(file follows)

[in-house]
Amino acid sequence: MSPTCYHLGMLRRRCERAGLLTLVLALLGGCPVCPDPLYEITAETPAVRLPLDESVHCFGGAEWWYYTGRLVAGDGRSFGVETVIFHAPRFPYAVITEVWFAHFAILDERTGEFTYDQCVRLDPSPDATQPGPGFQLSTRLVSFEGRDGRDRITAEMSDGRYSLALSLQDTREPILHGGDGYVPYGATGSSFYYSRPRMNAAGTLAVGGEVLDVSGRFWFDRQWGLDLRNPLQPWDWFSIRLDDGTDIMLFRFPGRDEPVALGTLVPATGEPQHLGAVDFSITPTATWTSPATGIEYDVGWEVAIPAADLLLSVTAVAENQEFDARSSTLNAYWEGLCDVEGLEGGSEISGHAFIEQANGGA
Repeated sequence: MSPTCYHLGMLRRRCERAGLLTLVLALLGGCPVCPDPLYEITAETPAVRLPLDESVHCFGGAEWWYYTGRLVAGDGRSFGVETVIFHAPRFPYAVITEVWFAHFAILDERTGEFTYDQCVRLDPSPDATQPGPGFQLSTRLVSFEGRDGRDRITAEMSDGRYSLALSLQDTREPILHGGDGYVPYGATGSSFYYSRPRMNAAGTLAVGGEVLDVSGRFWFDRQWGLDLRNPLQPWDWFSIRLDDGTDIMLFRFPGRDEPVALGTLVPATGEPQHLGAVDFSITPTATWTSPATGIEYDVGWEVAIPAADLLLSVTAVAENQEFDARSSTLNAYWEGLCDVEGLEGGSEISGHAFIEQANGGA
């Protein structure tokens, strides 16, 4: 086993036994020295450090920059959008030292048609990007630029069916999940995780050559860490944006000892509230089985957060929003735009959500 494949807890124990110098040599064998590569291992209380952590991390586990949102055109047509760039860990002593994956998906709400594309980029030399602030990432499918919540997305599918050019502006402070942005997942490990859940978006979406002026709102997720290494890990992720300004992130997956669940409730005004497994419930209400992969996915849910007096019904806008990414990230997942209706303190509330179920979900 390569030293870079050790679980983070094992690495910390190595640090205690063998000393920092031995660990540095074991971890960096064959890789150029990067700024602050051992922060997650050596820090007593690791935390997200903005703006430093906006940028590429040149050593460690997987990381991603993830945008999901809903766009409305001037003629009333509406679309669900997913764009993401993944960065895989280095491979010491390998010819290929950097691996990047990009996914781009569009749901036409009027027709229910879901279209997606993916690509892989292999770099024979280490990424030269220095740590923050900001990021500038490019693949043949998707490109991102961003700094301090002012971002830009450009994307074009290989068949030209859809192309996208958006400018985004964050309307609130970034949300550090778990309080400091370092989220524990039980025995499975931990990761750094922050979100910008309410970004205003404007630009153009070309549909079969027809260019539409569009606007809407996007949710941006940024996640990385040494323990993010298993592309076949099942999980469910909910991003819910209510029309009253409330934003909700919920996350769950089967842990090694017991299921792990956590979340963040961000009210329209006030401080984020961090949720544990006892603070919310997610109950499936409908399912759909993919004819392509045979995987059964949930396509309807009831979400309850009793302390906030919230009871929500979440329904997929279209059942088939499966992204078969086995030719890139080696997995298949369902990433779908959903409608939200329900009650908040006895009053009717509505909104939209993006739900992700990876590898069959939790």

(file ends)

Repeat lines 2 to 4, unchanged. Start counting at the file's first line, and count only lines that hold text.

Amino acid sequence: MSPTCYHLGMLRRRCERAGLLTLVLALLGGCPVCPDPLYEITAETPAVRLPLDESVHCFGGAEWWYYTGRLVAGDGRSFGVETVIFHAPRFPYAVITEVWFAHFAILDERTGEFTYDQCVRLDPSPDATQPGPGFQLSTRLVSFEGRDGRDRITAEMSDGRYSLALSLQDTREPILHGGDGYVPYGATGSSFYYSRPRMNAAGTLAVGGEVLDVSGRFWFDRQWGLDLRNPLQPWDWFSIRLDDGTDIMLFRFPGRDEPVALGTLVPATGEPQHLGAVDFSITPTATWTSPATGIEYDVGWEVAIPAADLLLSVTAVAENQEFDARSSTLNAYWEGLCDVEGLEGGSEISGHAFIEQANGGA
Repeated sequence: MSPTCYHLGMLRRRCERAGLLTLVLALLGGCPVCPDPLYEITAETPAVRLPLDESVHCFGGAEWWYYTGRLVAGDGRSFGVETVIFHAPRFPYAVITEVWFAHFAILDERTGEFTYDQCVRLDPSPDATQPGPGFQLSTRLVSFEGRDGRDRITAEMSDGRYSLALSLQDTREPILHGGDGYVPYGATGSSFYYSRPRMNAAGTLAVGGEVLDVSGRFWFDRQWGLDLRNPLQPWDWFSIRLDDGTDIMLFRFPGRDEPVALGTLVPATGEPQHLGAVDFSITPTATWTSPATGIEYDVGWEVAIPAADLLLSVTAVAENQEFDARSSTLNAYWEGLCDVEGLEGGSEISGHAFIEQANGGA
């Protein structure tokens, strides 16, 4: 086993036994020295450090920059959008030292048609990007630029069916999940995780050559860490944006000892509230089985957060929003735009959500 494949807890124990110098040599064998590569291992209380952590991390586990949102055109047509760039860990002593994956998906709400594309980029030399602030990432499918919540997305599918050019502006402070942005997942490990859940978006979406002026709102997720290494890990992720300004992130997956669940409730005004497994419930209400992969996915849910007096019904806008990414990230997942209706303190509330179920979900 390569030293870079050790679980983070094992690495910390190595640090205690063998000393920092031995660990540095074991971890960096064959890789150029990067700024602050051992922060997650050596820090007593690791935390997200903005703006430093906006940028590429040149050593460690997987990381991603993830945008999901809903766009409305001037003629009333509406679309669900997913764009993401993944960065895989280095491979010491390998010819290929950097691996990047990009996914781009569009749901036409009027027709229910879901279209997606993916690509892989292999770099024979280490990424030269220095740590923050900001990021500038490019693949043949998707490109991102961003700094301090002012971002830009450009994307074009290989068949030209859809192309996208958006400018985004964050309307609130970034949300550090778990309080400091370092989220524990039980025995499975931990990761750094922050979100910008309410970004205003404007630009153009070309549909079969027809260019539409569009606007809407996007949710941006940024996640990385040494323990993010298993592309076949099942999980469910909910991003819910209510029309009253409330934003909700919920996350769950089967842990090694017991299921792990956590979340963040961000009210329209006030401080984020961090949720544990006892603070919310997610109950499936409908399912759909993919004819392509045979995987059964949930396509309807009831979400309850009793302390906030919230009871929500979440329904997929279209059942088939499966992204078969086995030719890139080696997995298949369902990433779908959903409608939200329900009650908040006895009053009717509505909104939209993006739900992700990876590898069959939790």